I have worked on some of this with my 17mo daughter, but need more help. She used to wake up 3-4 times at night and I would bring her into our bed and nurse her, it was taking its toll, so I searched your blog and found various posts on sleeping. After just a few nights of being with her in her bed she no longer wakes to nurse and is ok with that. The problem I have run into is she still wakes up at night and wants me, when I go in she falls asleep relatively quickly, so I leave, only to have to go back in a few hours. I realize I don’t HAVE to, but with the set up we have, it is a little tricky, and she is a pretty determined little one :).

    To give a little history/detail, for the first 14 months my daughter slept with me, we then purchased a double mattress that we keep on the floor with bedrails. When she wakes up, she immediately goes to the door, sits in front of it and cries until I come in. I’ve stopped picking her up when I go in, and just tell her to get back in bed, and I lay down next to her. I would love to get a long stretch of sleep, but am unsure of how to manage her night waking now. I am not sure if I should just stoping going in entirely, and/or after nursing her, just leave the room?

    I have tried leaving after nursing her and sometimes she struggles, sometimes she seems to suffer (based on previous posts I have read). I don’t think it is a big deal if she falls asleep on the floor, or if she cries a bit, but think it might be a safety issue if she falls asleep in front of her door (maybe just an excuse?). I want to help her to reach sleep independence gently, but quickly without crying it out! This is tough!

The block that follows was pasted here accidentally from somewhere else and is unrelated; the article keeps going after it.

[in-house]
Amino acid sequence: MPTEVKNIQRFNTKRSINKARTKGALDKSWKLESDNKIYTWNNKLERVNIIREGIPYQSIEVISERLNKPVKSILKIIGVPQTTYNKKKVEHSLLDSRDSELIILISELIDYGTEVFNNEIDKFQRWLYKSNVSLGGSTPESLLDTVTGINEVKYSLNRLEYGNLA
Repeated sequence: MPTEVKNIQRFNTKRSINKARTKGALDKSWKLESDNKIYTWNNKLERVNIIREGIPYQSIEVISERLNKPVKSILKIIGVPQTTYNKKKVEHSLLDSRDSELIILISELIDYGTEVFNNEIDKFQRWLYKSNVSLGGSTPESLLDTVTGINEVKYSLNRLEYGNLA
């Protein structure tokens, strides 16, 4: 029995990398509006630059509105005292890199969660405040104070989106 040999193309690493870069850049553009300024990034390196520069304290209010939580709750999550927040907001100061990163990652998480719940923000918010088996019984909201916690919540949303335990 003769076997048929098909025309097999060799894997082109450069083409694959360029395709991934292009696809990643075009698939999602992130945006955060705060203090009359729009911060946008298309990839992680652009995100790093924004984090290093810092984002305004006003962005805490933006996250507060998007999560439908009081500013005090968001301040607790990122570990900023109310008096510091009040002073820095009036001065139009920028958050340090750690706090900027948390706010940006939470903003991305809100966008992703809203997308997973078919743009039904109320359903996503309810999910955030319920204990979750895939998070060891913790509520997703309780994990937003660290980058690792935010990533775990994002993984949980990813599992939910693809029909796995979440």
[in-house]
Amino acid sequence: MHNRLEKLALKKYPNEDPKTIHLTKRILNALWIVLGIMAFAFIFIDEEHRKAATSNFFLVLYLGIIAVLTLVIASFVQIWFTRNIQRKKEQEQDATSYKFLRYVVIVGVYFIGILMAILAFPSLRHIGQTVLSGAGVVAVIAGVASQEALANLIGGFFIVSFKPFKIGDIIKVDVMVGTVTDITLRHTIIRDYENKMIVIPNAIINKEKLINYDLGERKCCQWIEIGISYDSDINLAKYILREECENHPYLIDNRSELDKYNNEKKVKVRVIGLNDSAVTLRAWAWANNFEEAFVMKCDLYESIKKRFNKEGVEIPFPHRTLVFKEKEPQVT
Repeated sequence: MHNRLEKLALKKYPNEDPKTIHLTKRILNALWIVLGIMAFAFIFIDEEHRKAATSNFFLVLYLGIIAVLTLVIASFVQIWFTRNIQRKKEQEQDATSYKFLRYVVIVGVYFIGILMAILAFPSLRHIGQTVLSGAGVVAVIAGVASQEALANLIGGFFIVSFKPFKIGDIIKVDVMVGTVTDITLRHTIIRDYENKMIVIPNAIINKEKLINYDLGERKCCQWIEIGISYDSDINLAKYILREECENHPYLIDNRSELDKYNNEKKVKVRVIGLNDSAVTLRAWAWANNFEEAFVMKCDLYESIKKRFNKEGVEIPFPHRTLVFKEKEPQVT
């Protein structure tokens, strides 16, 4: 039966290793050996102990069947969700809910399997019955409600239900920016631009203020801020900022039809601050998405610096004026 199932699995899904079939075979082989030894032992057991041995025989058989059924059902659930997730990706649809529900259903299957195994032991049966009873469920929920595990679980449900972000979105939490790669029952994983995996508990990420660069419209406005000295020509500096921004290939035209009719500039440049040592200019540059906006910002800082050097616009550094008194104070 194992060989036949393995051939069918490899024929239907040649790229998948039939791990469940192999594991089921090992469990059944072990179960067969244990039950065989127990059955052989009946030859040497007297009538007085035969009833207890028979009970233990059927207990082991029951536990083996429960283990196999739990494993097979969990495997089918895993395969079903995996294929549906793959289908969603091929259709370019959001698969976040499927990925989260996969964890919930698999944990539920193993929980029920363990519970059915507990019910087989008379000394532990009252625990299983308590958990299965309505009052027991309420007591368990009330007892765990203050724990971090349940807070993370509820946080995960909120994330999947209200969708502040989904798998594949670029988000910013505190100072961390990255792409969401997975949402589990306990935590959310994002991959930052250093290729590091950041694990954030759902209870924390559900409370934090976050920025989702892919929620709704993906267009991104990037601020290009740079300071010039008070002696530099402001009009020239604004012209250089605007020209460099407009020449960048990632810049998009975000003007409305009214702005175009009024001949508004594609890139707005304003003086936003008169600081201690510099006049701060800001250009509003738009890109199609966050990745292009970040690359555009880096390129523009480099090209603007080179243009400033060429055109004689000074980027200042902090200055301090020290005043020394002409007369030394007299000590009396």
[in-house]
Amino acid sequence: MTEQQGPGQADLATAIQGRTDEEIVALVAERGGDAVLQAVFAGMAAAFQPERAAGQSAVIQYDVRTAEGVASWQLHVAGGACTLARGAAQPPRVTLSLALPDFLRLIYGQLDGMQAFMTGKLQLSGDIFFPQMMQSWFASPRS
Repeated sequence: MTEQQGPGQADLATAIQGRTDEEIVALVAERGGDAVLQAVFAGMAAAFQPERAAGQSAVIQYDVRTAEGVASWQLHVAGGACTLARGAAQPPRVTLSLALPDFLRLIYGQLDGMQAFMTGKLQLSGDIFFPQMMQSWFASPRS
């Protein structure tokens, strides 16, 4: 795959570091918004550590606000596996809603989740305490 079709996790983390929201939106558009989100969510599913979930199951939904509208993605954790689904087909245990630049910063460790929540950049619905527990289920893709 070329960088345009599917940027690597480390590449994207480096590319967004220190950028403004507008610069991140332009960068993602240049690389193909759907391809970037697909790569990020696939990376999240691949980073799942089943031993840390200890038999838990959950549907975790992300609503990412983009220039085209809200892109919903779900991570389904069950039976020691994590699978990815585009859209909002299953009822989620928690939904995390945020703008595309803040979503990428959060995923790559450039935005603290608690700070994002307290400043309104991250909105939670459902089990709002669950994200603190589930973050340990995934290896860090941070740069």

Thanks,
    Erica

  36. avatar Jennifer says:

    Hi there,
    My 10 month old sleeps from 7 to 7 and takes 2 naps per day. The problem I have is that I have to rock her to sleep and then sneak out. It’s hard on my back and really hard for anyone else to put her to sleep. I would like to transition her to no rocking. CIO does not work with her and I don’t really like that method anyway. Can you give me some advice on how to transition a 10 month old who is too young to understand a conversation, but too old to continue to be rocked?
    Thank you so much,
    Jennifer

  37. avatar Vicky says:

    Hi janeth!
    Well my son is 7 weeks old. He sleeps just fine during the night at the same time but during the day he cries after feeding. I hold him he stops and it seems that he wants to be held all the time ad I can’t seem to do my stuff around the house because all the crying. I don’t know if I should let him cry . I did that the other day and he fell asleep but I feel bad that I make him cry. I don’t know what to do.